How do you deal with the difficult balancing act of holding both joy and sadness? As humans we have a huge capacity to rip open our heart and feel love and sorrow and grief and peace all at once – but it’s confusing. And at times overwhelming. How did you first deal with processing your own pain or joy – in the face of others loss?

The Poop Business

My stepdaughter is in Nursing School. She came home from clinical telling us about her day and how she worked with a client in a nursing home, and the difficult job of giving an unwilling person a shower following a “major explosion.”

She has had several years of experience in other aspects of healthcare and has moved up into the Activities Department at a Nursing Care facility. She noted, “I’m back at the beginning!”

After commiserating for a moment, in an attempt to encourage her I said, “but when you’re finished with school you won’t have to deal with this type of situation as much.” To which, her already experienced self replied, “Oh yes I will. It might be different – but I know the truth – I’m in the Poop Profession. And I’m okay with that.”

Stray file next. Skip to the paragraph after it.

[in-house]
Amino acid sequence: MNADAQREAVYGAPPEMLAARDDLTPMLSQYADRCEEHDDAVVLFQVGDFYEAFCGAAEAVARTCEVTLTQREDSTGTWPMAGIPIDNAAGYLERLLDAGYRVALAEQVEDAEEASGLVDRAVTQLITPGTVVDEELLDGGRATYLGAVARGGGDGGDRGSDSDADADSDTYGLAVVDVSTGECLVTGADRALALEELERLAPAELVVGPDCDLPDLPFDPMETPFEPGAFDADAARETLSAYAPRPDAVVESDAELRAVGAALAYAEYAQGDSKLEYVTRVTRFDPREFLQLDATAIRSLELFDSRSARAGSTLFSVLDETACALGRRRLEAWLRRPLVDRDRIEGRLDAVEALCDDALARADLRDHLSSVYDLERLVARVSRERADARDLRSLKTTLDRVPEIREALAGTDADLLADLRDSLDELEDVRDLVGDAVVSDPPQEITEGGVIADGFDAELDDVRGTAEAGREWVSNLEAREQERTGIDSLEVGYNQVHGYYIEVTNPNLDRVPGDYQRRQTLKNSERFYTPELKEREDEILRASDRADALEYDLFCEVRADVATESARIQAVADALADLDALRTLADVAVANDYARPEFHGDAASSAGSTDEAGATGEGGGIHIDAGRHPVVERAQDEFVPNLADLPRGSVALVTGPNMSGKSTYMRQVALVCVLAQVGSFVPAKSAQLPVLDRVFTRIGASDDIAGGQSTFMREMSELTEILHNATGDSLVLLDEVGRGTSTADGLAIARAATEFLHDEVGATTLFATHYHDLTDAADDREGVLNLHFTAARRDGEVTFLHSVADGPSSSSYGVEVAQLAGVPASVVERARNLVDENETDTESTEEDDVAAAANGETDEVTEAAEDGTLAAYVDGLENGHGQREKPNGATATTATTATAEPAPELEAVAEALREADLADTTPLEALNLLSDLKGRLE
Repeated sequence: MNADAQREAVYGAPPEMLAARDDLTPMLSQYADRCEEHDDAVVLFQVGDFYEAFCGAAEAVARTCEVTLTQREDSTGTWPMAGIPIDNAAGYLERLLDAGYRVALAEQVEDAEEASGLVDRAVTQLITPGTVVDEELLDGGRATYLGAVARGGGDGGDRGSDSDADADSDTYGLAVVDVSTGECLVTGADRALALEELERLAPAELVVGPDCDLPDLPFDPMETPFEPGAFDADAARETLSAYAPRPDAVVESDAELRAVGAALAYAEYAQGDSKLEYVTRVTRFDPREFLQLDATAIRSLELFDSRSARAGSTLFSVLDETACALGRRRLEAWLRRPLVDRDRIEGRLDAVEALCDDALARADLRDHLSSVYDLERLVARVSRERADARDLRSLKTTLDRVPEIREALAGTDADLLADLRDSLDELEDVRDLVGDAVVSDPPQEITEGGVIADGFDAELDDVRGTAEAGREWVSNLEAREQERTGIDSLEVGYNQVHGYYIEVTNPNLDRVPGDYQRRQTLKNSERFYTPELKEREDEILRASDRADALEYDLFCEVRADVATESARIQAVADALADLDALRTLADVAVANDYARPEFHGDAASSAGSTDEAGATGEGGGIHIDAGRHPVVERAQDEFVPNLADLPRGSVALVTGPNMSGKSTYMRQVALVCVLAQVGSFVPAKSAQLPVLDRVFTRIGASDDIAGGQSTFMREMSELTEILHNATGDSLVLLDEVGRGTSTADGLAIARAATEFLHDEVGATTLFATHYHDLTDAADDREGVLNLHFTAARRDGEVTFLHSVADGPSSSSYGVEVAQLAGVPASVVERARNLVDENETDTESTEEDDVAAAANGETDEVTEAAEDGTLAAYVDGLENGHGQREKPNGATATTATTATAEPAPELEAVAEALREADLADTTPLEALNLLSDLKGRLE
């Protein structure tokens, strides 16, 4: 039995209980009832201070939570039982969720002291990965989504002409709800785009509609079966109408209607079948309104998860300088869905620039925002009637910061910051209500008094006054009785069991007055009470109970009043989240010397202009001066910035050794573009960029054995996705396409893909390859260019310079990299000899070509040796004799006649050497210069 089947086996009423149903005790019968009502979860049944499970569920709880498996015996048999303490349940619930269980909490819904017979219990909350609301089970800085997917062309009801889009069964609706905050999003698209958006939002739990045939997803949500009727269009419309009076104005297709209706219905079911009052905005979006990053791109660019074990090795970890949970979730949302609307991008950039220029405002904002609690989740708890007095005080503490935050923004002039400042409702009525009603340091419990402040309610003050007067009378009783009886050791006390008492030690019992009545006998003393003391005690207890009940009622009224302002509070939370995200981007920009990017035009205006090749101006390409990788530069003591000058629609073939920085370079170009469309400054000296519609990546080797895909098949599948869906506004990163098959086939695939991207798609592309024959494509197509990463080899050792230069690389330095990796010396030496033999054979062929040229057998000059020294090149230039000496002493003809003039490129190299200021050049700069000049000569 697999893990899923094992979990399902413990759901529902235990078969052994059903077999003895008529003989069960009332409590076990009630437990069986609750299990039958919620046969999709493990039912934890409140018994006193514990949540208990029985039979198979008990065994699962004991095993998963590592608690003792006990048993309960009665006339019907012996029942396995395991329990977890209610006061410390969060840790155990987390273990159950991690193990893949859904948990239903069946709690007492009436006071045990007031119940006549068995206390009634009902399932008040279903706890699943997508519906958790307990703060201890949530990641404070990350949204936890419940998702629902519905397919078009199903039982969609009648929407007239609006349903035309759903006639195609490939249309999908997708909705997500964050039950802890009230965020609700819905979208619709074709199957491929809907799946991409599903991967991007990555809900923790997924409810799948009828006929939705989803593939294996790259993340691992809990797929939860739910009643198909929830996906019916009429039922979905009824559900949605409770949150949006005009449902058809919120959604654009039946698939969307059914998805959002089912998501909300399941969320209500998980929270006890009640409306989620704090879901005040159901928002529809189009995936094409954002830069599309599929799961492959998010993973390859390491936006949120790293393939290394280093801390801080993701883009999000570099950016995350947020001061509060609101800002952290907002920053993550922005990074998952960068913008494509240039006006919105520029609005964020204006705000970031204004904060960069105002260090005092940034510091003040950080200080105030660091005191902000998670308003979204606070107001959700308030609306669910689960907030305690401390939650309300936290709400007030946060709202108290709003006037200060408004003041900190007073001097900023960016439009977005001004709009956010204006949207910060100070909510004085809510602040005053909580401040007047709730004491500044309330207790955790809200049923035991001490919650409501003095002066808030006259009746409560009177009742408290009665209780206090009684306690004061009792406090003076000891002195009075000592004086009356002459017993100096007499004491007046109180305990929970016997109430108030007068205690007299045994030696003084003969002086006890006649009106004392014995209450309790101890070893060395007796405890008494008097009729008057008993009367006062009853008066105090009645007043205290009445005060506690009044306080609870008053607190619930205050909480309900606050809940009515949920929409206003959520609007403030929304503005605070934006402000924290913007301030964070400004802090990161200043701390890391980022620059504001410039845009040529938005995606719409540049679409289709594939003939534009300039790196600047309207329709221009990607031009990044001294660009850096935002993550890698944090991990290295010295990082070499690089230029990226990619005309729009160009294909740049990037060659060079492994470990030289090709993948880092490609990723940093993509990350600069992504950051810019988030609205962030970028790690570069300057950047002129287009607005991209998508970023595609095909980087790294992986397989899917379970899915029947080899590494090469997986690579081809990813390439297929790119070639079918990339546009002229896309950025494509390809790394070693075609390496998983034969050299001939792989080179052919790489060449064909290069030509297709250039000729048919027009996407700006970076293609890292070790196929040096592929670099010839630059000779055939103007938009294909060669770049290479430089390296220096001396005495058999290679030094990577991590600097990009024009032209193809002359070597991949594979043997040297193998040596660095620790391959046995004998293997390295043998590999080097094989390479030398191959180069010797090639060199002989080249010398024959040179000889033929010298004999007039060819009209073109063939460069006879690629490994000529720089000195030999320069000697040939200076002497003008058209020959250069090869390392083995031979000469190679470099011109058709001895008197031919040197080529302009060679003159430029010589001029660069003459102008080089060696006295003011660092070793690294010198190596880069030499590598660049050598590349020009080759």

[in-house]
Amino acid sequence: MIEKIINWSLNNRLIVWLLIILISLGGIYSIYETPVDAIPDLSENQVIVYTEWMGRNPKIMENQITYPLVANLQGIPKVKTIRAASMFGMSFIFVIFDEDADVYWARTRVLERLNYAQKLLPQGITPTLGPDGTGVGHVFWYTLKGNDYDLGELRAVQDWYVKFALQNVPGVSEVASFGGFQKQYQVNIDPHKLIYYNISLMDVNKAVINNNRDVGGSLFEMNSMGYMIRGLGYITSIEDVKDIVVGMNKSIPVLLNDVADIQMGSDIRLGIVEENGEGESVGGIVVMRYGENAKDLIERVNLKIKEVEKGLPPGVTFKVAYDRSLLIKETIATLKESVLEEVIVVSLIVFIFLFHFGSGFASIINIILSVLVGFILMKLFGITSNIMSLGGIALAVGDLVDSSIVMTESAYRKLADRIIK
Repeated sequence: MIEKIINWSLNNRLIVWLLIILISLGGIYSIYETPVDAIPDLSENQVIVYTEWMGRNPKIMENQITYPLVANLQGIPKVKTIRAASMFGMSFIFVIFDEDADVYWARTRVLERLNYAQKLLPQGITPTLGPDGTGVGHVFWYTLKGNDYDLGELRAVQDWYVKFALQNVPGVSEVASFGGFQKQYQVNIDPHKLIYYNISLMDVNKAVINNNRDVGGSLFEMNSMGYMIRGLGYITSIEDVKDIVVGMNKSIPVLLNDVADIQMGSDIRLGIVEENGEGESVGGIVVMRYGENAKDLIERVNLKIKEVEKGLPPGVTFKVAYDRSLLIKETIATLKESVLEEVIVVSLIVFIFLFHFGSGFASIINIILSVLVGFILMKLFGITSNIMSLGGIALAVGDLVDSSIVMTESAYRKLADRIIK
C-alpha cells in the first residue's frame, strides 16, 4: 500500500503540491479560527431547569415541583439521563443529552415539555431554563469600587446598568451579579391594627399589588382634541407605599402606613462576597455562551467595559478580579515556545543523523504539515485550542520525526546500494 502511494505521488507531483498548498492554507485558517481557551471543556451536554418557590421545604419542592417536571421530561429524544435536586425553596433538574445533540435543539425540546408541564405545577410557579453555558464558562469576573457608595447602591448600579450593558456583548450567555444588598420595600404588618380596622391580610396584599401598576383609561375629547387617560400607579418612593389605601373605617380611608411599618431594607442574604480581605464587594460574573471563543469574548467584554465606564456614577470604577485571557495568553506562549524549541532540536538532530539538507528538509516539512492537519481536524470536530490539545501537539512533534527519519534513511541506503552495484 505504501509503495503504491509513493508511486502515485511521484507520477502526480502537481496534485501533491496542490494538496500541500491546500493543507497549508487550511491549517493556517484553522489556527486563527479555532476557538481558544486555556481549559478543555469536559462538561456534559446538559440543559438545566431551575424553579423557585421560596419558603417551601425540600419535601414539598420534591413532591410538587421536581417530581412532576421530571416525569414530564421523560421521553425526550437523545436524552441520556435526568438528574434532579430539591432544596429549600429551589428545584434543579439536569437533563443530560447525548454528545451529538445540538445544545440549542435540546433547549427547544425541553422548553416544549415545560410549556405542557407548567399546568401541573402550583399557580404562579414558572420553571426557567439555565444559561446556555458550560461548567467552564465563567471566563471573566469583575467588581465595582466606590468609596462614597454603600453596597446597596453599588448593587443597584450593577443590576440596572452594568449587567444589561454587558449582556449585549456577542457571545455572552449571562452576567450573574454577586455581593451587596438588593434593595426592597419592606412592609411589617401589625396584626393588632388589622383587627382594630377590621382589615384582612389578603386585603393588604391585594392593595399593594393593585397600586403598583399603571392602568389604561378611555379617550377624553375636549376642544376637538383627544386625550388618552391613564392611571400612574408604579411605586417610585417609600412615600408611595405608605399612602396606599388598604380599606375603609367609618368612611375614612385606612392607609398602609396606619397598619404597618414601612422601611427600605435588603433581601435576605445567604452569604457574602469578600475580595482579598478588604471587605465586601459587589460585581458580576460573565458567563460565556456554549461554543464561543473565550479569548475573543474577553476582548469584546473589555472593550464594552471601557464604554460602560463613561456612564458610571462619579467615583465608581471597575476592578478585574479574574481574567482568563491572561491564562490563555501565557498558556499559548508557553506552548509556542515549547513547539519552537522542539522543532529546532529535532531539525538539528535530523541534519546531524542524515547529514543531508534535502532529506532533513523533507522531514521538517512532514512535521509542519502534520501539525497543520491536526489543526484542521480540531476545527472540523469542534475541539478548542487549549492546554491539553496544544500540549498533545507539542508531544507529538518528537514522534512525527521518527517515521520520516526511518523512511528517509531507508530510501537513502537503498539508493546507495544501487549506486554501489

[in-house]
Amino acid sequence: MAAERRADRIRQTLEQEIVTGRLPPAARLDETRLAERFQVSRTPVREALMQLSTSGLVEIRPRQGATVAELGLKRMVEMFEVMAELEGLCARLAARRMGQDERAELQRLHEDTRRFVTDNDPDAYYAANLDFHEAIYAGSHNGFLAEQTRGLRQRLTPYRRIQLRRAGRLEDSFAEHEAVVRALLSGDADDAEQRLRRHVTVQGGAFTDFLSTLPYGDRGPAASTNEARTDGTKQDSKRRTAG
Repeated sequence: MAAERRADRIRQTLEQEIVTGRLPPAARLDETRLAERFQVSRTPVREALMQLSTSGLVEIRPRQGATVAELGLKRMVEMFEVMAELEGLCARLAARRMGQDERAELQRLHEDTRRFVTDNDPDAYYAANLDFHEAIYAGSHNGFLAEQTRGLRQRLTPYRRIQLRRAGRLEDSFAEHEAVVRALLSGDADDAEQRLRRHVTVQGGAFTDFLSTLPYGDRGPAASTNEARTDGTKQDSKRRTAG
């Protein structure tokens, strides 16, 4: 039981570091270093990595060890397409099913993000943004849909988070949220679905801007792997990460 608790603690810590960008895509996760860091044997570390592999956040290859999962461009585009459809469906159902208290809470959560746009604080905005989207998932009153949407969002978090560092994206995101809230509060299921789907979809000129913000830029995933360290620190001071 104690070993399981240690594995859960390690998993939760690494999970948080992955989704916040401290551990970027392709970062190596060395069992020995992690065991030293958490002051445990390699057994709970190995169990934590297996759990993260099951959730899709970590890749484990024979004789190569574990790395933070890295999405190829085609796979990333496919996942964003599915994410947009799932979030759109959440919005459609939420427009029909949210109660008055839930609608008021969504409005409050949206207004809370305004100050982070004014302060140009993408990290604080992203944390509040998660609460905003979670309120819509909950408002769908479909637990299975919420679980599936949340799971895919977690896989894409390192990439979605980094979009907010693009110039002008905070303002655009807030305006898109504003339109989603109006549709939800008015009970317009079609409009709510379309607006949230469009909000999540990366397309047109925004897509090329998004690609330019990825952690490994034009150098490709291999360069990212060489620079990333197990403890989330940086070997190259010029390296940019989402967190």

That is certainly not one of the glamorous aspects of the healthcare profession! But it is an undeniable fact of many day to day operations.


How do you deal with some of the “ugly” parts of the job requirements? Do you keep a sense of humor? Do you keep a stiff upper lip? Do you have advice for the student nurses out there?

Spring Cleaning

We think of this as the time of year to do away with the dusty, the smelly, the no longer needed. We long to throw up our windows and free our homes of the “junk” that has accumulated throughout the colder (or at least cooler!) months.

I like to do this mentally. I have found, left unchecked, negative, harmful, and often untrue beliefs tend to harbor in the corners of our psyche until we recognize them, acknowledge they are no longer welcome, and begin whatever process we need to do to “disinvite them” from our home.

When you think about this concept – what are some of the first thoughts that come to your mind that you need to rid yourself of. List them in any order, simply as they appear to you. Then choose something and write a note to it – explain to that negative belief why it is no longer welcome. Remember when it pops up again in your daily life to notice it, and remind it why its of no use to you – and send it on its way. It may not go quickly or easily – but acknowledging its presence will go a long way in removing the power it holds in your life.